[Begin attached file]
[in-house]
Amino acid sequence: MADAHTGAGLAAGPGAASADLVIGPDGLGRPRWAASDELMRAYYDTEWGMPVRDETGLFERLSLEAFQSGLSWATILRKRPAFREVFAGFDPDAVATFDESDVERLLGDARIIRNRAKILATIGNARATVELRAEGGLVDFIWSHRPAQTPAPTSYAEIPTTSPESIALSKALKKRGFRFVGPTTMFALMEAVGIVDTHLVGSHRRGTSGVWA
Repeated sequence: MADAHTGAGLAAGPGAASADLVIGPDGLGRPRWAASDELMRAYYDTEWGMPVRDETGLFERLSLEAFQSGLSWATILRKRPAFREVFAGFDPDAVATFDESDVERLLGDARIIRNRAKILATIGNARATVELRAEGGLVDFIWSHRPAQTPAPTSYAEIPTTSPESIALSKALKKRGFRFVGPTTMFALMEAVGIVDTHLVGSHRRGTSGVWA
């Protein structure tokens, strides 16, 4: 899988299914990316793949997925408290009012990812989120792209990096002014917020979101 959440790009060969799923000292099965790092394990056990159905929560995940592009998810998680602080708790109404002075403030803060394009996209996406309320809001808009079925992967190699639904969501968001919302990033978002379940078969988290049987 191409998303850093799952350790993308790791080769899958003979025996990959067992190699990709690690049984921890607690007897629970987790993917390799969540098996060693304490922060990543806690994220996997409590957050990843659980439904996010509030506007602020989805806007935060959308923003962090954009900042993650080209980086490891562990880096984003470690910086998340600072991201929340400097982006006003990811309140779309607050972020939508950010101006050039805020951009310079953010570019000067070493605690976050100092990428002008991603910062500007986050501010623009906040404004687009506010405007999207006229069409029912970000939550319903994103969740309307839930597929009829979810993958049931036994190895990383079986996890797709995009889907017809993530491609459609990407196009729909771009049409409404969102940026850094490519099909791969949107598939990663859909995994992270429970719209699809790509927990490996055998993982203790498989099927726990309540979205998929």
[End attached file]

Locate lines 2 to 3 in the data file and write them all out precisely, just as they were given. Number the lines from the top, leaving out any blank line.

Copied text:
Amino acid sequence: MADAHTGAGLAAGPGAASADLVIGPDGLGRPRWAASDELMRAYYDTEWGMPVRDETGLFERLSLEAFQSGLSWATILRKRPAFREVFAGFDPDAVATFDESDVERLLGDARIIRNRAKILATIGNARATVELRAEGGLVDFIWSHRPAQTPAPTSYAEIPTTSPESIALSKALKKRGFRFVGPTTMFALMEAVGIVDTHLVGSHRRGTSGVWA
Repeated sequence: MADAHTGAGLAAGPGAASADLVIGPDGLGRPRWAASDELMRAYYDTEWGMPVRDETGLFERLSLEAFQSGLSWATILRKRPAFREVFAGFDPDAVATFDESDVERLLGDARIIRNRAKILATIGNARATVELRAEGGLVDFIWSHRPAQTPAPTSYAEIPTTSPESIALSKALKKRGFRFVGPTTMFALMEAVGIVDTHLVGSHRRGTSGVWA